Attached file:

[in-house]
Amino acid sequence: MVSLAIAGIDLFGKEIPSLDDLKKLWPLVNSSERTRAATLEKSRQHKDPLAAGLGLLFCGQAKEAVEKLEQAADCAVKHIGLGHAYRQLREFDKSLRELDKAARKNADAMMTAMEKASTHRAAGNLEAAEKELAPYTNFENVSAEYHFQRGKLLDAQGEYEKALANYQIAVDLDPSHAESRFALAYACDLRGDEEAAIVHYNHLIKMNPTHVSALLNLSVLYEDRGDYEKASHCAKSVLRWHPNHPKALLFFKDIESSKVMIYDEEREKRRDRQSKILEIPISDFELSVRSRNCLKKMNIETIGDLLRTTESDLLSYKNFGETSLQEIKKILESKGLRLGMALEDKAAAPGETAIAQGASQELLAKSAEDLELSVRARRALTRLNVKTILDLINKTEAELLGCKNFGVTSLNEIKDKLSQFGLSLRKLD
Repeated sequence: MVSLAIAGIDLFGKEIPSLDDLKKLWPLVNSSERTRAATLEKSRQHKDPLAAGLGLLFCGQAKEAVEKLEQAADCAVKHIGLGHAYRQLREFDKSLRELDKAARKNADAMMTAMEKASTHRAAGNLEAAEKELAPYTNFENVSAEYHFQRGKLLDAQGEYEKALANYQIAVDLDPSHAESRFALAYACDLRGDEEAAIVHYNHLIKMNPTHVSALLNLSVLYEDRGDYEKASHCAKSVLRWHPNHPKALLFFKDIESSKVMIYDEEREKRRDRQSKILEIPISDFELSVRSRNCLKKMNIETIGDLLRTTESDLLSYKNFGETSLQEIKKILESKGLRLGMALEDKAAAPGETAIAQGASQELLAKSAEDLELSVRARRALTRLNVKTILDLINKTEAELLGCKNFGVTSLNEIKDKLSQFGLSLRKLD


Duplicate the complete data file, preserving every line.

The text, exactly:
[in-house]
Amino acid sequence: MVSLAIAGIDLFGKEIPSLDDLKKLWPLVNSSERTRAATLEKSRQHKDPLAAGLGLLFCGQAKEAVEKLEQAADCAVKHIGLGHAYRQLREFDKSLRELDKAARKNADAMMTAMEKASTHRAAGNLEAAEKELAPYTNFENVSAEYHFQRGKLLDAQGEYEKALANYQIAVDLDPSHAESRFALAYACDLRGDEEAAIVHYNHLIKMNPTHVSALLNLSVLYEDRGDYEKASHCAKSVLRWHPNHPKALLFFKDIESSKVMIYDEEREKRRDRQSKILEIPISDFELSVRSRNCLKKMNIETIGDLLRTTESDLLSYKNFGETSLQEIKKILESKGLRLGMALEDKAAAPGETAIAQGASQELLAKSAEDLELSVRARRALTRLNVKTILDLINKTEAELLGCKNFGVTSLNEIKDKLSQFGLSLRKLD
Repeated sequence: MVSLAIAGIDLFGKEIPSLDDLKKLWPLVNSSERTRAATLEKSRQHKDPLAAGLGLLFCGQAKEAVEKLEQAADCAVKHIGLGHAYRQLREFDKSLRELDKAARKNADAMMTAMEKASTHRAAGNLEAAEKELAPYTNFENVSAEYHFQRGKLLDAQGEYEKALANYQIAVDLDPSHAESRFALAYACDLRGDEEAAIVHYNHLIKMNPTHVSALLNLSVLYEDRGDYEKASHCAKSVLRWHPNHPKALLFFKDIESSKVMIYDEEREKRRDRQSKILEIPISDFELSVRSRNCLKKMNIETIGDLLRTTESDLLSYKNFGETSLQEIKKILESKGLRLGMALEDKAAAPGETAIAQGASQELLAKSAEDLELSVRARRALTRLNVKTILDLINKTEAELLGCKNFGVTSLNEIKDKLSQFGLSLRKLD